Unfortunately, even the very best nutrition cannot keep our pets with us forever and very sadly, at the grand age of 14 years Sage passed away. During her lifetime, she raised thousands for charity and will be missed by many humans and four legged friends alike. She has a huge fan base of followers on social media and after her passing many of them got in contact with us to ask us if we were going to keep Sage as the face of our senior food. We spoke to Sage’s mum Alyson and are delighted to say that Sage will remain on our packaging as a legacy to her. 

References:

Snigdha (2016) Effect of mitochondrial co-factor and antioxidants supplementation of cognition in the aged canine. Neurobiology of Aging 37 (2016) 171-178 www.ncbi.nlm.nih.gov/pubmed/26...

Hand, Thatcher, Remillard, Roudebush & Novotny (2010) Small Animal Clinical Nutrition, 5th edn., Mark Morris Institute. Page 704-706,723-725, 747-748.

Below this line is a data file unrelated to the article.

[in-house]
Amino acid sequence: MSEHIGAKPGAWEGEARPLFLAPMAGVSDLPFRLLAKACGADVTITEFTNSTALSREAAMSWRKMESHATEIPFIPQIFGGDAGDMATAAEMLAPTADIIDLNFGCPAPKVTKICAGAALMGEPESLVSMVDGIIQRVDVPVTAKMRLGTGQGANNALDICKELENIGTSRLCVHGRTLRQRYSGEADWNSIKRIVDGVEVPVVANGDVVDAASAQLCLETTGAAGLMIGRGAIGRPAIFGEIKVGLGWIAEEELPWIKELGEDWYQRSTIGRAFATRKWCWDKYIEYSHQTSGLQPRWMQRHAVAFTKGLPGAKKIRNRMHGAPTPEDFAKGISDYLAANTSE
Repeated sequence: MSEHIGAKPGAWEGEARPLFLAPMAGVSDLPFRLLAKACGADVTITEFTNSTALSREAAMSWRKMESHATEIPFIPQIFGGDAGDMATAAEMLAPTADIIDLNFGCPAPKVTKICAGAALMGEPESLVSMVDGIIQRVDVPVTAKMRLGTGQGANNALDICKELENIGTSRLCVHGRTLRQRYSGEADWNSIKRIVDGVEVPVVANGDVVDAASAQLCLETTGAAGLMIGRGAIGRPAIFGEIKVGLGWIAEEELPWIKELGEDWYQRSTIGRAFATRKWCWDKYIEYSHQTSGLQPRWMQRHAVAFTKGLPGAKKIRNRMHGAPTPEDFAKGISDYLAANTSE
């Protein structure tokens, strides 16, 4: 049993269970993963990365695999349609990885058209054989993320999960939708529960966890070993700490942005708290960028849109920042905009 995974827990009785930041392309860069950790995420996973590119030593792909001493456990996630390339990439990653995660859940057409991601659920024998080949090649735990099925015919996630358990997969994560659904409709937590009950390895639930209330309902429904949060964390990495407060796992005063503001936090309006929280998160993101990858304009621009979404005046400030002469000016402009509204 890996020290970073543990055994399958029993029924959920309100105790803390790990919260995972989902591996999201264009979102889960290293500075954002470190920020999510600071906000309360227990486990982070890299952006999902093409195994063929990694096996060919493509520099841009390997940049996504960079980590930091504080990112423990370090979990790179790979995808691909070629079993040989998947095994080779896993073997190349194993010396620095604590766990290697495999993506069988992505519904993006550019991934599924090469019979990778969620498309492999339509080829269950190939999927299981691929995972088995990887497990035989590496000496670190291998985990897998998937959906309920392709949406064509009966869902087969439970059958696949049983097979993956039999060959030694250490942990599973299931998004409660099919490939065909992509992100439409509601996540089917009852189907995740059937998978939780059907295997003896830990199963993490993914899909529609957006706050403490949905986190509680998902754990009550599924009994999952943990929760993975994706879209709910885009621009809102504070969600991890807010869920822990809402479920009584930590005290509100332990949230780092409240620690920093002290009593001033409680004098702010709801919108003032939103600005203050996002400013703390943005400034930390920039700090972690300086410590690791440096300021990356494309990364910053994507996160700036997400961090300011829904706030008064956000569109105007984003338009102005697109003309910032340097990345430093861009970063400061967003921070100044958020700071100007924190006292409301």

Roudebush, et al (2008) An evidence-based review of the use of nutraceuticals and dietary supplementation for the management of obese and overweight pets, JAVMA, Vol 232, No 11.

R, J, Silver, DVM, MS, CVA. Animal Wellness Magazine, 3 effective supplements for weight loss http://animalwellnessmagazine.... 

VCA Animal Hospitals – Carnitine http://www.vcahospitals.com/ma...

Effects of L-carnitine on ventricular arrhythmias in dogs with acute myocardial ischemia and a supplement of excess free fatty acids. http://www.ncbi.nlm.nih.gov/pu...

R, J, Silver, DVM, MS, CVA. Animal Wellness Magazine, 3 effective supplements for weight loss http://animalwellnessmagazine.... 

Alix, Jeffrey (2014) DHAgold® S17-B, a Specific Marine MicroAlgae that is a Natural and Sustainable Alternative to Fish Oil, Now Proven to Help Improve Cognitive Function in Older Dogs, Feed Compounder, Pet Food Supplement, Issue 16, 2014.

Fascetti, A.J and Delaney S.J (2012)Applied Veterinary Clinical Nutrition, Wiley Blackwell. P150, 303-307.

VCA Animal Hospitals – Glycosaminoglycans ¬ http://www.vcahospitals.com/ma...

Vermont Veterinary Cardiology Services http://www.vermontveterinaryca...